What you need to know:
- After sitting for about 30 min, stand and move around a bit. There are also exercises that can be done while sited and there’s also chair yoga.
- You can get a desk addition that allows you to work while standing. You can also choose to walk when you are on phone calls or walk to a colleague’s desk instead of calling or sending an email.
I have been experiencing persistent back pain and I am concerned about potential complications in the future. My job primarily involves sitting for extended periods. Could you please advise me on whether this sedentary work lifestyle could lead to complications or long-term issues with my back?
The back pain that you have been having may be due to:
•Sitting for very long every day.
•Sitting on a chair that does not support the back well.
•Poor posture chair.
These factors individually or combined can lead to muscle spasms and ligament strain and stress the intervertebral discs. This can lead to chronic back pain and may affect functionality and quality of life. In addition, sitting for long increases the risk of developing obesity, high blood pressure, high blood sugar levels, high cholesterol levels and cardiovascular disease.
After sitting for about 30 min, stand and move around a bit. There are also exercises that can be done while sited and there’s also chair yoga. You can get a desk addition that allows you to work while standing. You can also choose to walk when you are on phone calls or walk to a colleague’s desk instead of calling or sending an email. The increased activity improves the muscle tone and also reduces the risk of metabolic illnesses. You also need to get a comfortable chair as prescribed by a physical therapist.
The correct posture is to sit upright, with the back straight, at 90 degrees to your thighs, which should also be at 90 degrees to your legs. Your elbows should lie comfortably on your desk at chest level and if you are using a computer, it should be at eye level, about 30cm from you. Do not hunch over when typing or writing, do not sit or type or write at an angle and do not slouch on your chair, both in the office and at home. You should sit up even when watching TV and also stand and walk upright.
It is also advisable to see an orthopaedic specialist for examination and tests like xrays and MRI scan that can be done to find out the exact cause of the persistent back pain. Treatment includes medications for pain, both oral, and injections; stretching exercises, physiotherapy, massage, or surgery, if required.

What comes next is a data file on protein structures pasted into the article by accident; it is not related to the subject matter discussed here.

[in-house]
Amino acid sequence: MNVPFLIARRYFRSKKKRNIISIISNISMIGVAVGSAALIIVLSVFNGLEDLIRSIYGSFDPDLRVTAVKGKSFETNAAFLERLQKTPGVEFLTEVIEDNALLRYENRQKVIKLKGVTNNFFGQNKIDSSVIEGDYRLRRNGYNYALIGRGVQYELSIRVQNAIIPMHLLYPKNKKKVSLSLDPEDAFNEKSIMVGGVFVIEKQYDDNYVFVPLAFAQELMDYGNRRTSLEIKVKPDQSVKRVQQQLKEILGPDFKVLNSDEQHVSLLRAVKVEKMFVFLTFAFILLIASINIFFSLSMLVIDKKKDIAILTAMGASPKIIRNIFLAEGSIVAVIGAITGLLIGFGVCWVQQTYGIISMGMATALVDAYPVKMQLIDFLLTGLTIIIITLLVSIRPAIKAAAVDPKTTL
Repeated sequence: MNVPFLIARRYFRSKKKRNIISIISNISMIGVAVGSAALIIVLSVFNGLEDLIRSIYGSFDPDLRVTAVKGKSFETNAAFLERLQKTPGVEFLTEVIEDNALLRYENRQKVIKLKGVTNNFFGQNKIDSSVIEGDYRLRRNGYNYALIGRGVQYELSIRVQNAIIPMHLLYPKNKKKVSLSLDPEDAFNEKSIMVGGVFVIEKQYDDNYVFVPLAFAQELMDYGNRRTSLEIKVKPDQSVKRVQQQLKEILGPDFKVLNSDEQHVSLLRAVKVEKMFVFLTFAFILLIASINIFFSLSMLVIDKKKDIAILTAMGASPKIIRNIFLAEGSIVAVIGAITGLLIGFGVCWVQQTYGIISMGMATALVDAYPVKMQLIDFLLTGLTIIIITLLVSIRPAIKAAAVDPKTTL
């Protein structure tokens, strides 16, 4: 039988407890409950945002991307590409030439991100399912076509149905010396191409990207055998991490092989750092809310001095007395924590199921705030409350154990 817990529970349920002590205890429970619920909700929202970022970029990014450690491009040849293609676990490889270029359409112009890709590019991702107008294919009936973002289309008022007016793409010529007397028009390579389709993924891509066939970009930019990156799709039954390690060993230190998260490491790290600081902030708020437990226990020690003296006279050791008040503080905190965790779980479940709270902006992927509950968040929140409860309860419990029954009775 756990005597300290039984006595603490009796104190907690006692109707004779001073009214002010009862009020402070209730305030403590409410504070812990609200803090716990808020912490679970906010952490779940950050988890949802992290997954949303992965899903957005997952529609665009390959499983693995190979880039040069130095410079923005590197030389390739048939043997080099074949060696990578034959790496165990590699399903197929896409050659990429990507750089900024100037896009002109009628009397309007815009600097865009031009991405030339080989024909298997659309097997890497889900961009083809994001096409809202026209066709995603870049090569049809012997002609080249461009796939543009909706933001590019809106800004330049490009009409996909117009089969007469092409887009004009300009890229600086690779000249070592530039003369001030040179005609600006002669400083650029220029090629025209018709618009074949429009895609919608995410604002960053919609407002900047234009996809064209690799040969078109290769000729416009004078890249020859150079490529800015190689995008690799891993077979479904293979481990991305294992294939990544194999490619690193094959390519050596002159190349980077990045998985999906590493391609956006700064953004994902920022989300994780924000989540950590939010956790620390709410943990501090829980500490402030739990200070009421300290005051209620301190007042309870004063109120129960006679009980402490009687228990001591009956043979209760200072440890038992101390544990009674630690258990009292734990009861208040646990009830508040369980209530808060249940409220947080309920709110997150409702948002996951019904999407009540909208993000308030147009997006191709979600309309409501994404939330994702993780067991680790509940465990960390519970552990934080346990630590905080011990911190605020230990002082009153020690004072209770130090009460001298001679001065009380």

My son is 11 years old, and he has frequent headaches, especially on school days and also when he plays video games for long. He has been examined by the doctors several times and has even had tests done that turned out normal. What could be the problem?
Dear worried mother,
It seems that your son may have a problem with the eyesight. This may be due to short sightedness, astigmatism, digital eye strain or light sensitivity.
For us to see, light enters the eye through the cornea and the lens of the eye, which bend (refract) the light to focus the rays of light on the retina at the back of the eye (similar to camera film). When you are short/near sighted, the rays of light end up being focused somewhere in front of the retina, so you do not see the object very clearly. This can happen because the eye ball is too long or there is a problem with the cornea or the lens, causing less effective light bending. As a result, there’s a problem seeing things that are far, but you can see near things clearly. It may also cause straining of the eyes and headaches. The eye sight grows worse until around 18 years of age, when you stop growing.
In astigmatism, the cornea and the lens have an abnormal shape and therefore do not bend (refract) the light properly. This leads to blurry vision, either from near and/or far objects.
He may also be experiencing digital eye strain. Figures on a screen are usually not very well defined, the contrast with the screen background is reduced and the glare of the screen plus reflections all make your eye muscles work harder when looking at screens including video games. Also, the distance from the screen and the angles used can compound the problem. In addition, a lot of screen time can cause the eyes to become dry.
Light sensitivity means there is discomfort or pain on being exposed to outdoor or indoor light. It may be a consequence of eye inflammation, dry eyes, illnesses of the nerves and brain. Light sensitivity may also develop as a consequence of a headache such as migraine headaches, meaning that the headache starts first then light sensitivity develops.
Symptoms of eye problems include headaches, straining of the eyes, blurred vision, dry eyes with a feeling of having something in the eye, and neck and shoulder pain from poor seating posture.
Check to see if your son seems to strain when looking at things in other situations, especially those that are at a distance. Also ask the class teacher if he or she has noticed the same with your child. He needs to have an eye exam by an eye doctor to find out if he might need glasses or other treatment. You can request that your son be moved to sit closer to the board in school. He should also spend less time on screens - TV, computers, video games and phones, and also to take a lot of water.
It’s advisable for him to be reviewed by an eye specialist (ophthalmologist), where tests will be done to examine the eyes. Short/near sightedness and astigmatism can be corrected using spectacles/glasses or contact lenses. There are other ways to correct the eye sight like use of intraocular lenses (lenses placed inside the eye) and refractive surgery, like laser surgery, which can be done in some people. Light sensitivity is best managed by treating the underlying condition that is triggering it.
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